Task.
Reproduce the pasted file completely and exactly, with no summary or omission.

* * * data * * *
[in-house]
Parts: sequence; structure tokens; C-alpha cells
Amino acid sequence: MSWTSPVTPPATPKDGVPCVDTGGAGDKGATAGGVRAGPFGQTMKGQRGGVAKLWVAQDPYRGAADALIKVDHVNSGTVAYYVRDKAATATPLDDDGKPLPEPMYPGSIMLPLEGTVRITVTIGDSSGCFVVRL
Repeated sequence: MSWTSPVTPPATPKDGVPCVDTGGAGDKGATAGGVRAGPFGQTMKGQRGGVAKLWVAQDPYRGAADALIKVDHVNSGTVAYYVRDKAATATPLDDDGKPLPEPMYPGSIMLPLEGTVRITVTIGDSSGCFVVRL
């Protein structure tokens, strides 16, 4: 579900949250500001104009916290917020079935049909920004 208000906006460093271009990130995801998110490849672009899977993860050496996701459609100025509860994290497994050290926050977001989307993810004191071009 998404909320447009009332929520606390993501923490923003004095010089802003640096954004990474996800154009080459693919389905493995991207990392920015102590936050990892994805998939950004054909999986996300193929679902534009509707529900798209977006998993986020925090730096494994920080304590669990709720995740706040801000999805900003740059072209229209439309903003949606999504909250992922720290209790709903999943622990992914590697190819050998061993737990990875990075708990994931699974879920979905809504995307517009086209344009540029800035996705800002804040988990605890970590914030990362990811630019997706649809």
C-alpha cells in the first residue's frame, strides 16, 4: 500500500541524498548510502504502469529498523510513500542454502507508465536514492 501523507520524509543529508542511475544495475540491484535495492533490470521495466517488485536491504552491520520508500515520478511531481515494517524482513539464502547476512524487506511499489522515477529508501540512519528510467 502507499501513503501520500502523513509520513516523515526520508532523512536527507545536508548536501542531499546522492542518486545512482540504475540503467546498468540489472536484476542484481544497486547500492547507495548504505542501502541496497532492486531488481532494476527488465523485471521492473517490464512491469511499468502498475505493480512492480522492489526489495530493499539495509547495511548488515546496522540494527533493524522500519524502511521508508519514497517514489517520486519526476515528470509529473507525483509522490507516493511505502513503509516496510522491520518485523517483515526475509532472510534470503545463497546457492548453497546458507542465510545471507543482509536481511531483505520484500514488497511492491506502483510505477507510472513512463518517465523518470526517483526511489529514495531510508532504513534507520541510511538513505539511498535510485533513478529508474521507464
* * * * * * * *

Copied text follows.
[in-house]
Parts: sequence; structure tokens; C-alpha cells
Amino acid sequence: MSWTSPVTPPATPKDGVPCVDTGGAGDKGATAGGVRAGPFGQTMKGQRGGVAKLWVAQDPYRGAADALIKVDHVNSGTVAYYVRDKAATATPLDDDGKPLPEPMYPGSIMLPLEGTVRITVTIGDSSGCFVVRL
Repeated sequence: MSWTSPVTPPATPKDGVPCVDTGGAGDKGATAGGVRAGPFGQTMKGQRGGVAKLWVAQDPYRGAADALIKVDHVNSGTVAYYVRDKAATATPLDDDGKPLPEPMYPGSIMLPLEGTVRITVTIGDSSGCFVVRL
């Protein structure tokens, strides 16, 4: 579900949250500001104009916290917020079935049909920004 208000906006460093271009990130995801998110490849672009899977993860050496996701459609100025509860994290497994050290926050977001989307993810004191071009 998404909320447009009332929520606390993501923490923003004095010089802003640096954004990474996800154009080459693919389905493995991207990392920015102590936050990892994805998939950004054909999986996300193929679902534009509707529900798209977006998993986020925090730096494994920080304590669990709720995740706040801000999805900003740059072209229209439309903003949606999504909250992922720290209790709903999943622990992914590697190819050998061993737990990875990075708990994931699974879920979905809504995307517009086209344009540029800035996705800002804040988990605890970590914030990362990811630019997706649809």
C-alpha cells in the first residue's frame, strides 16, 4: 500500500541524498548510502504502469529498523510513500542454502507508465536514492 501523507520524509543529508542511475544495475540491484535495492533490470521495466517488485536491504552491520520508500515520478511531481515494517524482513539464502547476512524487506511499489522515477529508501540512519528510467 502507499501513503501520500502523513509520513516523515526520508532523512536527507545536508548536501542531499546522492542518486545512482540504475540503467546498468540489472536484476542484481544497486547500492547507495548504505542501502541496497532492486531488481532494476527488465523485471521492473517490464512491469511499468502498475505493480512492480522492489526489495530493499539495509547495511548488515546496522540494527533493524522500519524502511521508508519514497517514489517520486519526476515528470509529473507525483509522490507516493511505502513503509516496510522491520518485523517483515526475509532472510534470503545463497546457492548453497546458507542465510545471507543482509536481511531483505520484500514488497511492491506502483510505477507510472513512463518517465523518470526517483526511489529514495531510508532504513534507520541510511538513505539511498535510485533513478529508474521507464